- Biotechnology company, LexaGene (TSXV:LXG) has placed its pre-commercial instrument for testing COVID-19 in a major hospital laboratory
- The instrument is now at Dartmouth-Hitchcock Medical Centre’s Laboratory for Clinical Genomics and Advanced Technology, in New Hampshire
- In addition to coronaviruses, LexaGene’s instrument can also screen for pathogens including influenza, RSV, adenovirus, and metapneumovirus
- The instrument is for research only, and cannot be used for human clinical diagnostics until it gains FDA approval
- LexaGene (LXG) is down 2.38 per cent and is currently trading at C$0.82 per share
Biotechnology company, LexaGene (TSXV:LXG) has placed its pre-commercial instrument for testing COVID-19 in a major hospital laboratory.
The hospital in question is the Dartmouth-Hitchcock Medical Centre, in New Hampshire. LexaGene’s screening instrument is now at the hospital’s Laboratory for Clinical Genomics and Advanced Technology.
Vice Chair for Research and Director of the centre’s laboratory, Dr Gregory J Tsongalis, described the need for the instrument.
“Our standard test for SARS-CoV-2, the pathogen that causes COVID-19, takes about 7.5 hours. Given the highly contagious nature of this virus, this is a long time to wait.
“We want the ability to get results much faster and to be able to screen for more pathogens at once, since respiratory symptoms can be caused by numerous other viruses,” he said.
In addition to testing for COVID-19, LexaGene’s instrument can also screen for other pathogens at the same time. This includes influenza, RSV, adenovirus, metapneumovirus, and seasonal coronavirus.
The instrument also performs gold-standard chemistry in order to produce exceptional data quality. This stands in stark contrast to many tests which only screen for COVID-19 and have a higher false negative rate.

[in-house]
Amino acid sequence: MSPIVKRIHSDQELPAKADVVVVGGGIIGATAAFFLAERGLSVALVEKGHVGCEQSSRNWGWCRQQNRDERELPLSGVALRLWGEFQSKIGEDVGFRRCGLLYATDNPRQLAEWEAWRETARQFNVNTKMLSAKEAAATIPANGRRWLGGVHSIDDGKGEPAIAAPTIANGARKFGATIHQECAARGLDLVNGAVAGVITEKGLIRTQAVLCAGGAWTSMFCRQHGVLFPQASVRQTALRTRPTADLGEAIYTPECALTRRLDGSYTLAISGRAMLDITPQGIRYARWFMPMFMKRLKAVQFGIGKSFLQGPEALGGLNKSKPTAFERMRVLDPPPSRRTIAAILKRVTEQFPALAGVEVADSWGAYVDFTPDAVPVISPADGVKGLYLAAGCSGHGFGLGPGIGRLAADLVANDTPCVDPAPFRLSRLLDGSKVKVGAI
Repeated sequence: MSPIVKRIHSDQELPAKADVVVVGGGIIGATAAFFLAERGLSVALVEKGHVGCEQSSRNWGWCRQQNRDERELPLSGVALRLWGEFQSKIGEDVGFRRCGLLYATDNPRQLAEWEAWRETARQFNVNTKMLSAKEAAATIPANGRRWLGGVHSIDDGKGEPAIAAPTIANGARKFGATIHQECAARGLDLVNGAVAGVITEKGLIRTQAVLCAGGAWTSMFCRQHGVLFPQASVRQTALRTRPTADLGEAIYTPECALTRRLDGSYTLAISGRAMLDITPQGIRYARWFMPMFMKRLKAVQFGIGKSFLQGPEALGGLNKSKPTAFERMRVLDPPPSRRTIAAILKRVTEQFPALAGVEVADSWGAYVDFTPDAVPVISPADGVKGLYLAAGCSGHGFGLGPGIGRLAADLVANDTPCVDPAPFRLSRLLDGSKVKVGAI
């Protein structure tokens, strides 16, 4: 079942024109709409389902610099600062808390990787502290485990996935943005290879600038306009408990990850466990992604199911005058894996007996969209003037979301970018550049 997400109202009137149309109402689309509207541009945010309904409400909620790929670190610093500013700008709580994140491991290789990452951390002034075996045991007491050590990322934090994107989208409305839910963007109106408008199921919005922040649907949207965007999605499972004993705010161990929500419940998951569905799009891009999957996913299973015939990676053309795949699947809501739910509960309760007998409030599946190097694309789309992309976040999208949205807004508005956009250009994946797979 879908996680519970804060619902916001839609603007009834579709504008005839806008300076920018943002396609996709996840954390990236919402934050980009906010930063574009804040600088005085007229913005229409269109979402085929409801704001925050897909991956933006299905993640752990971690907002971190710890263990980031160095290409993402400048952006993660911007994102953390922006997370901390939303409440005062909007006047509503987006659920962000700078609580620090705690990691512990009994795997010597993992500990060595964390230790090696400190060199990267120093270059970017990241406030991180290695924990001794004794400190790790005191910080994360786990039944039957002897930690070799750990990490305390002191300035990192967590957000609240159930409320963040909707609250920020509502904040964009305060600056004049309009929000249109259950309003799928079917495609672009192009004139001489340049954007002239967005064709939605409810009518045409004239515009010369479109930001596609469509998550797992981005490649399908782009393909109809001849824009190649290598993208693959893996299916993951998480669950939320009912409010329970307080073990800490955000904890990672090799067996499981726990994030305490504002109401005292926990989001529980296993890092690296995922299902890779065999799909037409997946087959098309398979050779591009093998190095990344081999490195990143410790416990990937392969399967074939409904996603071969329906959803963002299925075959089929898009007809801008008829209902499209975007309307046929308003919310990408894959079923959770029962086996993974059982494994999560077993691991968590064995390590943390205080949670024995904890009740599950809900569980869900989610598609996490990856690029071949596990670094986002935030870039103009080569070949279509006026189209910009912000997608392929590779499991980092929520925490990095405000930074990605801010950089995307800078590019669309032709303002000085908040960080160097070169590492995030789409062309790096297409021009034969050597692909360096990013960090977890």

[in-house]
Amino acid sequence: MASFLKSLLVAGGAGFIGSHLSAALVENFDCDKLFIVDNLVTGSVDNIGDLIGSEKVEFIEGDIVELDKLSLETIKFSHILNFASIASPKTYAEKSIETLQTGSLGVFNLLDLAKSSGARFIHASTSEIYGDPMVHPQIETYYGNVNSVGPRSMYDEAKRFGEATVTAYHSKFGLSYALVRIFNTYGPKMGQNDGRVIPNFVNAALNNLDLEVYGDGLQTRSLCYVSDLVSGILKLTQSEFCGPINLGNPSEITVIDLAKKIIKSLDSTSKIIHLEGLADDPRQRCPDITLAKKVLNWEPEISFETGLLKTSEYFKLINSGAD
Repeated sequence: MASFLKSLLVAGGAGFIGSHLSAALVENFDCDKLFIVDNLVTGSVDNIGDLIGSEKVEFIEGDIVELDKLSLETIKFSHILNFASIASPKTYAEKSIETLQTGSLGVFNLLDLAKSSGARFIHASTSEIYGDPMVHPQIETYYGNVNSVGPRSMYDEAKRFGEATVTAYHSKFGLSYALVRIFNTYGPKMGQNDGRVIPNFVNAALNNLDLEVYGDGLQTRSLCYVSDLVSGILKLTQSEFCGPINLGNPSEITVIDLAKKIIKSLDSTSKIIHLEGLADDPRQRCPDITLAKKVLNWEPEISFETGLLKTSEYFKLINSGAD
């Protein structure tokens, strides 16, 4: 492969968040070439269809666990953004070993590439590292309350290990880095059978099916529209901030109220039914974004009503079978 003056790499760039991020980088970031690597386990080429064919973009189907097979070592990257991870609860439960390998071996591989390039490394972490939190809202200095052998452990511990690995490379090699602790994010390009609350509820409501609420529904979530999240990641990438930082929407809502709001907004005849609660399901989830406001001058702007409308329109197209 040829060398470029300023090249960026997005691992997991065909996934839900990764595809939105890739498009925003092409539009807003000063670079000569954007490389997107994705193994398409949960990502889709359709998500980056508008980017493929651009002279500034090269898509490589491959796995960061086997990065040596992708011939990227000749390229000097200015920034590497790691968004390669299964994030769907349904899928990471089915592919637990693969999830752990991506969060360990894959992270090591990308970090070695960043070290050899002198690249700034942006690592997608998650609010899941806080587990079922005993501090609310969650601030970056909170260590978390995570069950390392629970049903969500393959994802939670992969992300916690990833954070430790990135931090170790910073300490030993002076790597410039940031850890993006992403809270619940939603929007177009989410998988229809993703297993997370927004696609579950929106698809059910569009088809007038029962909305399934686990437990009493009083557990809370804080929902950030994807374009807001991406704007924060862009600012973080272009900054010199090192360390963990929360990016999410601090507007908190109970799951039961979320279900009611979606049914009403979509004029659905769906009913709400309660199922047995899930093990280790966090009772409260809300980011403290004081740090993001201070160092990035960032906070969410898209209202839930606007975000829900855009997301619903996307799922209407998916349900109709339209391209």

LexaGene’s founder and CEO, Dr Jack Regan, spoke about the company’s pre-commercial instrument.
“We are excited to be able to contribute to the fight against COVID-19 and illustrate our applications in the human clinical space. Our breadth of detection allows users of our technology to generate informative data for the vast majority of people with respiratory symptoms.
“This is particularly important as healthcare providers are increasingly questioning negative results from COVID-19 only tests, wondering if the test result is a false negative or the person is sick from another pathogen,” he said.
The instrument cannot yet be used for human clinical diagnosis, due to authorisation protocols.
LexaGene has submitted its plan for attaining Emergency Use Authorisation to the Food and Drug Administration. The company expects to complete the necessary studies in the near future.
Until LexaGene completes the studies and gains the FDA’s approval to use the instrument for COVID-19 testing, all work using the instrument must be classified as Research Use Only.
LexaGene (LXG) is down 2.38 per cent and is currently trading at C$0.82 per share at 1:05pm EDT.